By Evin Priest

Watching one of the AFL’s most prolific talents boot seven goals against defending premiers Hawthorn this year, one could imagine a young Jeremy Cameron having a lifelong obsession with Aussie Rules.

Yet while other kids were sleeping with a Sherrin under their arm and dreaming about emulating their AFL heroes, a 10-year-old Cameron was busy digging a putting green in his backyard in country Victoria.

VMowing the grass at his Dartmoor home short enough to putt on, Cameron recalls how he drilled a margarine container in the soil so he could devote countless hours to refining his short game. This is the reality of Jeremy Cameron’s childhood, a modern day football hero whose career could have been very different if his grandfather Lloyd Mattrass had got his way.

“My Pa got me into golf when I was eight years old,” Cameron tells Australian Golf Digest. “I started playing golf and I just fell in love with it, really.”

The Greater Western Sydney Giants star first picked up the Sherrin aged 6, in the AFL’s Auskick program. But given Dartmoor has a population of less than 300, junior Aussie rules matches required car trips of several hours.

Until the age of 15, Jeremy Cameron was all about golf.

“All we did was go down to Dartmoor Golf Club. I can remember digging my own putting green in the backyard, whacking a margarine cup in the ground and practising my chipping and putting,” says Cameron.

And as you can expect from an athlete selected in the All-Australian side after only his second season of AFL, Cameron got very good at golf – very quickly.

“When I was 11 years old I got down to an 11 handicap,” says Cameron. “When I was 12 and 13, the lowest I got was 10 but I plateaued. I couldn’t hit it far, so I focussed on the short game. I couldn’t get below 10 for a long time.”

Cameron’s love for the links prospered at the nine-hole Dartmoor Golf Club. He speaks nostalgically of rounds played with his Pa.

“I really love Dartmoor; it’s a nice course,” says Cameron. “The greens were nice and they changed up the tees so they’d go from par 4s to 5s to keep it interesting.

“Pa’s mates thought I’d hold them up on the course, but I picked the game up fairly quickly. I travelled around (rural Victoria) a lot with my Pa just to play golf.”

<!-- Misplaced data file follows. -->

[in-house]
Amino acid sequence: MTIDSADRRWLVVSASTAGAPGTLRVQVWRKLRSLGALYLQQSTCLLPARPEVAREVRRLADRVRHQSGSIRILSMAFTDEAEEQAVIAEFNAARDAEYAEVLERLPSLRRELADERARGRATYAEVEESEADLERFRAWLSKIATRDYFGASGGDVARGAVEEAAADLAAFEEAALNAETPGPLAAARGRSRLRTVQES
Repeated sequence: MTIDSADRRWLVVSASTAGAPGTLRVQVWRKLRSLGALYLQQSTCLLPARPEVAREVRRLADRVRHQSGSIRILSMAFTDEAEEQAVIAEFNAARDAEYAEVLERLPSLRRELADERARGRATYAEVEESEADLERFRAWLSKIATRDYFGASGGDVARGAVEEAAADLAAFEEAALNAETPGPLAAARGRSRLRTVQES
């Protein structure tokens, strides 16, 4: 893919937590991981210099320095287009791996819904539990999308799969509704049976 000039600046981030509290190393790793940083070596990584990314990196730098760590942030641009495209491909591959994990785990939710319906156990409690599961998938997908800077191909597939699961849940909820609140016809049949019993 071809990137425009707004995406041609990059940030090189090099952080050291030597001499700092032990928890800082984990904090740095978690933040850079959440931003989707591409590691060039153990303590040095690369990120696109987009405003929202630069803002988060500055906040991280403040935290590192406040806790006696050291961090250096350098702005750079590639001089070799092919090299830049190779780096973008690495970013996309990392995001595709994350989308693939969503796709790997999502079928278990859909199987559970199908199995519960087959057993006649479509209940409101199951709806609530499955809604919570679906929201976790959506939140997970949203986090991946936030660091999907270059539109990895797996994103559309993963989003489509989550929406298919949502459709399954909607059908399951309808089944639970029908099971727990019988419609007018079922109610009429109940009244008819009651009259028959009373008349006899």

Now living 1,200 kilometres away in the bustling Sydney metropolis, the 21-year-old’s golf partners include Giants teammates Tim Mohr and Jacob Townsend. Calling the golf hotspot of western Sydney home has Cameron and his fellow Giants hopping between North Ryde, Castle Hill and Twin Creeks golf clubs.

When the opportunity arises, Cameron also heads down with mates to Thirteenth Beach Golf Links, in Victoria’s picturesque Barwon Heads region.

And when the siren one day sounds on his already phenomenal career, ‘Jezza’ plans to travel the world in search of the game’s greatest layouts.

“After footy, I’ve thought about really having a crack travelling around and getting a taste of golf courses all over the world,” says Cameron. “I’ve talked to a few people who have played St Andrews and it’s something I’ve always thought about.”

But until then, does all this golf affect the performances of the AFL’s best young forward? With 144 goals from 58 games (at the time of writing), Cameron says golf actually complements his footy.

“Golf helps a footballer to relax; it takes your mind off AFL,” he says. “We train five days a week and then play a game, so it can become quite taxing if you’re always training and playing and thinking about AFL. There are guys who love that and some who need an escape. Golf is a great way to have fun.”

Cameron admits to having dreamt, occasionally, of a professional golf career as a teenager. But GWS came knocking after seeing Cameron’s breakout season for North Ballarat in the Under-18s TAC Cup.

In the end, he chose AFL – because it allowed him to play golf.

“When I was about 15 I got into the reserves,” says Cameron. “That’s when I chose footy. I chose it because I could still play golf. Whereas if I chose golf I couldn’t play footy.”


The Region

“I think the different range of courses is what makes western Sydney golf so good; Castle Hill Country Club is quite hilly and it’s good for the longer hitters. I like to smash it as long as I can – which is probably not a great thing – but Castle Hill has some shorter holes to tempt you. There are so many different tracks in the region and the variety is really good. I originated from country Victoria and it’s pretty damp down there, so the fairways can get a bit soggy and the greens get damp. Up here I found the courses hard because the greens are so slick. It was something I had to get used to.”

The Courses

“I live pretty close to Concord, so I get out and play North Ryde a fair bit. I quite like that course; they’ve done some renovations and I really enjoy playing my golf there. With the team, we normally get a couple of groups up to Castle Hill Country Club on our day off but it depends on how many from the club are keen. If I’m by myself I’m playing North Ryde. I’ve played Twin Creeks and it was quite nice. I really love trying different courses. Last year I was injured so I couldn’t play but now I’m getting back into the swing of things.”

The Rounds

“Since my professional footy career has kicked off, I play once a week in Sydney, sometimes two or three times if I’m lucky. It’s dependent on our day off, which is Thursday. I’m lucky there are a few other Giants players who love their golf.”